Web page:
Over 1 in 5 Children and Adolescents Present with Disordered Eating
A recent study published in JAMA Paediatrics found that more than one in five children and adolescents presented with disordered eating. Disordered eating is a broad term that includes behaviors such as weight loss dieting, binge eating, self-induced vomiting, excessive exercise, and the use of laxatives or diuretics. Researchers noted that disordered eating in childhood/adolescence may predict outcomes associated with eating disorders in early adulthood.
The study authors noted that these high figures are concerning from a public health perspective, and highlight the need to implement strategies for preventing eating disorders. It is crucial to identify the magnitude of disordered eating and its distribution in at-risk populations in order to plan and execute actions aimed at preventing, detecting, and dealing with them.
Eating disorders are among the most life-threatening psychiatric problems, according to Dr. Lopez-Gil. The behaviors related to eating disorders may lead to greater risk or damage to health, significant distress, or significant impairment of functioning.
López-Gil emphasized the importance of adults being conscious of signs of disordered eating both in themselves and their children. Disordered eating is similar in behavior to an eating disorder — it can include strict food rules around how much a person eats, what they are eating and how much they are exercising in relation to their food. Parents can also call the National Eating Disorders Association helpline (800-931-2237) for guidance.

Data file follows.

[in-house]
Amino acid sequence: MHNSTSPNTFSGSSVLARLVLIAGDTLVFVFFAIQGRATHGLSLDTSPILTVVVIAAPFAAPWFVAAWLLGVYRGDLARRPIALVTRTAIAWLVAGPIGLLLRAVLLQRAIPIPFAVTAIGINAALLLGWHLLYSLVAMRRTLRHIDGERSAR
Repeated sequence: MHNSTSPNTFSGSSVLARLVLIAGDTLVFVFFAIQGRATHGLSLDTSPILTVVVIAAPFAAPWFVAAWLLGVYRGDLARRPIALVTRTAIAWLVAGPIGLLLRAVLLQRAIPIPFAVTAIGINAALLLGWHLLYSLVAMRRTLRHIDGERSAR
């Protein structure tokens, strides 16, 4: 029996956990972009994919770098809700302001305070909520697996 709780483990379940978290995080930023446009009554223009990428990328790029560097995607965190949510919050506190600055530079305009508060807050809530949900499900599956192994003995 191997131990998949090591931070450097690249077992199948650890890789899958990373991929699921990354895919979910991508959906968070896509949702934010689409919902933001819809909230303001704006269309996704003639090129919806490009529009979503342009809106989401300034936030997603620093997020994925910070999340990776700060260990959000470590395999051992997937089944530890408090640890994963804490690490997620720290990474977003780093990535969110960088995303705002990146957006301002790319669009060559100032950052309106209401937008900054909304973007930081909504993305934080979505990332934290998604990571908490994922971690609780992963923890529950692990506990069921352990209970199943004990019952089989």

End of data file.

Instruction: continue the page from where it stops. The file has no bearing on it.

The authors distinguished the difference between eating disorders and disordered eating, saying that not all of those who suffer from the latter would be diagnosed with the former. Those who develop eating disorders may experience significant health impacts and are at an increased risk of dying prematurely.
Disordered eating behavior may be undertreated because kids might hide their symptoms or avoid seeking help due to stigma. In 2019, 14 million people experienced eating disorders, including almost three million children and adolescents. Bulimia nervosa is a condition that typically involves eating to excess and purging in some way such as through vomiting or taking laxatives.
However, it’s important to note that both disordered eating and eating disorders are serious and deserve treatment and professional help. The prevalence of disordered eating could be even higher if children were asked about binge-eating or muscle-building symptoms and included studies during the pandemic.
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